What this means is that the radius a restaurant was able to cover by the application will be down by approximately 40%, thus reducing the number of potential customers a restaurant was able to reach. Moreover, this also means that restaurants will have to let go of their delivery staff which used to be their only form of connection with the customer through the application. Restaurant owners feel that not only will this further the distance between restaurants and consumers, but will also play a role in bad customer experience due to the fact that the rider is not invested in the restaurant.

Restaurants want to keep their own delivery teams intact because the delivery part of this business is relatively cheap. Why? Because of cheap labour and low fuel costs on motorcycles. Moreover, local laws do not require a significant amount of money to be spent on rider safety and insurance. 

That is essentially why a number of businesses feel rider delivery on its own makes sense. For instance, Eat Mubarak is not only providing a platform for restaurants to reach consumers but is also providing food delivery to restaurants regardless of where they get their orders from. 

However, Foodpanda has a different set of incentives: they want to maintain complete control over the delivery chain, because that gives them the ability to charge for the delivery service, and thus gain a larger share of the overall food delivery bill.

But delivery is not the only area where Foodpanda has gotten aggressive with the restaurants on its platform. There is the gradual rise in commissions. Foodpanda offers different restaurants different commissions. However they are all getting the same treatment when it comes to increasing commission rates. Restaurants claim that operating at a commission beyond 20% is unsustainable for them and that instead of paying higher commissions they would rather work on their own delivery network and online presence.

Profit talked to various APRA members and they all called Foodpanda a bully while referencing to the way Foodpanda has been forcing restaurants to raise commissions. “While it may look like a professional company where everyone will call you sir and ma’am and seem courteous, they don’t listen, they get their way – typical sethiya mindset,” said a member of APRA who owns a famous restaurant and two successful chains.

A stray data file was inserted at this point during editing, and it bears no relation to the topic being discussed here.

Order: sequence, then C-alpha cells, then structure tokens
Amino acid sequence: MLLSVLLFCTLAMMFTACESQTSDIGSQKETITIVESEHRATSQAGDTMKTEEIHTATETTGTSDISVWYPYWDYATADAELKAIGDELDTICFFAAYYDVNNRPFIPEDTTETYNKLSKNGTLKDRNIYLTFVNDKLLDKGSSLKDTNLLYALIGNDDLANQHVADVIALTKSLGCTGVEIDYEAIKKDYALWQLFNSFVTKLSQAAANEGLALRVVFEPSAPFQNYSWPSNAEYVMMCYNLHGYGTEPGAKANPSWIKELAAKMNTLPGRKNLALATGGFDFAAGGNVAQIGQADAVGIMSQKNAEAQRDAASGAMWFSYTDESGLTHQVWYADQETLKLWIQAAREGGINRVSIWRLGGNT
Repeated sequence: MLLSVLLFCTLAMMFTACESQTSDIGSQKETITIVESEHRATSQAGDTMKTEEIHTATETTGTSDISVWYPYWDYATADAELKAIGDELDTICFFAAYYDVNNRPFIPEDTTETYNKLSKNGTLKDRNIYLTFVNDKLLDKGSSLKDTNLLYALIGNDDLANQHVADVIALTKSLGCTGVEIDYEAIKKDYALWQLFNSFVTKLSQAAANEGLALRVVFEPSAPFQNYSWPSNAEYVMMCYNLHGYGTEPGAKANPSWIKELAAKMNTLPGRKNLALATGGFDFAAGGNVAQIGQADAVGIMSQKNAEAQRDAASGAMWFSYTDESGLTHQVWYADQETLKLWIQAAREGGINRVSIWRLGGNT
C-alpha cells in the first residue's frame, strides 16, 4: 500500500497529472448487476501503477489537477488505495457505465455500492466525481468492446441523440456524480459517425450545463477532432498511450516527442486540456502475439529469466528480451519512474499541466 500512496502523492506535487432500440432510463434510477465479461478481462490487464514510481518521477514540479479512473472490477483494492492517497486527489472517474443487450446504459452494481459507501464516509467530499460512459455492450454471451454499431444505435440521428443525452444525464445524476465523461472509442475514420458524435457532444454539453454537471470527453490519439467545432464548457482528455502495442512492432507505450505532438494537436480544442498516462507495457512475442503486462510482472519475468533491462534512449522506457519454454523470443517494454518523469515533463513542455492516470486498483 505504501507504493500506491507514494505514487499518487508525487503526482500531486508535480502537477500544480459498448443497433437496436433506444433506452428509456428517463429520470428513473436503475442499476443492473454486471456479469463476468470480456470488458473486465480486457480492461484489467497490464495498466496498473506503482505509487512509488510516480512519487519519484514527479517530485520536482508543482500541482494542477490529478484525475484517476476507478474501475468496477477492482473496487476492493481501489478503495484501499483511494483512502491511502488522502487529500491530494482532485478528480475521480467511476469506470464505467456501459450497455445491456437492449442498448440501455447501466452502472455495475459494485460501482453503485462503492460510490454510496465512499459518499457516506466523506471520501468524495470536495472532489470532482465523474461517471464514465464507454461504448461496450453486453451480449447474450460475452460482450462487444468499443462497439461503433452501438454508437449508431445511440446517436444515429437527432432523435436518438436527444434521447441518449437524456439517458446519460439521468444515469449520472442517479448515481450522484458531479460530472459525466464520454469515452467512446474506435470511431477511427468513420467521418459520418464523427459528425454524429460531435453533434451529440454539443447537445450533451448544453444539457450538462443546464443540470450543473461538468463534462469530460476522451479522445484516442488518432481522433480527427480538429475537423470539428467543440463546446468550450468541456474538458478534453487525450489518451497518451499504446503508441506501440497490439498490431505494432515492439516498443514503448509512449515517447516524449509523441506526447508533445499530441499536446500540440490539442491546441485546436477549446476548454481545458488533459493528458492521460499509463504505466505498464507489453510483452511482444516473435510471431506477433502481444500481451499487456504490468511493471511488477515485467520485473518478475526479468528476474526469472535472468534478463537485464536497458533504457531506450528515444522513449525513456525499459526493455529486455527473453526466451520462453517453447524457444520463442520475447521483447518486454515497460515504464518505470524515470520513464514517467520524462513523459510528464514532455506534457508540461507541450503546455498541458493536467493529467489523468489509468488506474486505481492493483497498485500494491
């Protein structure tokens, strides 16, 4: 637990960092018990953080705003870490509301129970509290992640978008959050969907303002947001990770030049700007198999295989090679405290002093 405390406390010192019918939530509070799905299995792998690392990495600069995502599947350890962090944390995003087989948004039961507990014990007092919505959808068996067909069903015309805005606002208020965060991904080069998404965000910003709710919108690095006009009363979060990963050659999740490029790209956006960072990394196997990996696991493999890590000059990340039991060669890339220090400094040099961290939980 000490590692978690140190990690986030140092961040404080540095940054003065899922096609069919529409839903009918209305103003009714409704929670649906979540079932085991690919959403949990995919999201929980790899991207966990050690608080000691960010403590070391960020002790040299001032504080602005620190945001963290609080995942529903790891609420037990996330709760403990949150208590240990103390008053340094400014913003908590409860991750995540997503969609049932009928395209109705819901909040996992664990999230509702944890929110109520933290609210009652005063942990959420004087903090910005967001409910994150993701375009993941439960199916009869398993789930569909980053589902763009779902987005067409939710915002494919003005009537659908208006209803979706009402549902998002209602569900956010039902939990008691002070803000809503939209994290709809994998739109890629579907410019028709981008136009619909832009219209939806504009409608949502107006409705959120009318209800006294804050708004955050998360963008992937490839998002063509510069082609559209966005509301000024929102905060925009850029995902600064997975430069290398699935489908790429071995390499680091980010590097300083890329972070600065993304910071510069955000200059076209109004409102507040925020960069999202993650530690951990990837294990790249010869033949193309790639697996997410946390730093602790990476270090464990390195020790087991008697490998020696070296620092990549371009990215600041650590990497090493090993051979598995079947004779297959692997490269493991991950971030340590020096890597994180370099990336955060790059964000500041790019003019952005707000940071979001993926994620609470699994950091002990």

“Predatory business practices like signing exclusivity, preventing customers from doing business with other aggregators and forcing customers to forego building their own delivery infrastructure are anti-competitive and harm consumers over the long term. These practices are designed to create monopolistic market positions and earn extraordinary profits over time,” said Cheetay chief operating officer Mohsin Qureshi.

“It is therefore no surprise that globally in markets with only one aggregator restaurant commissions are greater than 40%, in markets with two, they are closer to 25% and in markets with three or more they are below 14%. These commission rates will eventually be passed on to consumers. Competition works to reduce consumer prices and the food delivery space in Pakistan is no exception to basic economics laws and practices,” he added.

Foodpanda, however, despite being the market leader by a huge margin, is still bleeding money and cannot afford lower commissions for every restaurant. According to sources familiar with the company’s business, a 20% commission just does not cut it. Essentially the business model starts making sense at 30% commissions. That is where Foodpanda makes a profit. Not only Foodpanda, but all food delivery applications. Why? Because of the exuberant marketing costs these businesses incur to bring on customers and make them accustomed to the platform. 

Restaurants, however, are unwilling to raise commissions stating that they just cannot operate while giving a bigger cut to Foodpanda especially owing to the thin margins the industry already works at. 

“We started off with our own delivery 15 years ago. We took Foodpanda as an addition to that. We can go on without them and rather than relying on their delivery and paying higher commissions, instead we could work on our own delivery fleet and provide them with better pay and facilities,” said one person affiliated with the management of Espresso, the coffee chain with stores in several cities.

The more sophisticated restaurants also complain that Foodpanda does not share the data on their own customers, which can be a challenge for them in business planning.

… but it’s legal!

In 2019 Foodpanda reached out to restaurants asking them to work exclusively with Foodpanda and to not register on other food delivery apps. In return they were offered lower commissions and that their commissions would not rise. However, then came the Covid-19 pandemic and the ensuing lockdowns and some restaurants did not sign up. As a result, they are now faced with the challenge of higher commissions. APRA now challenges this exclusivity contract and argues that it is anti-competitive. Why? Well if you could have multiple pizzerias on a platform, then why can one pizzeria not be on multiple platforms?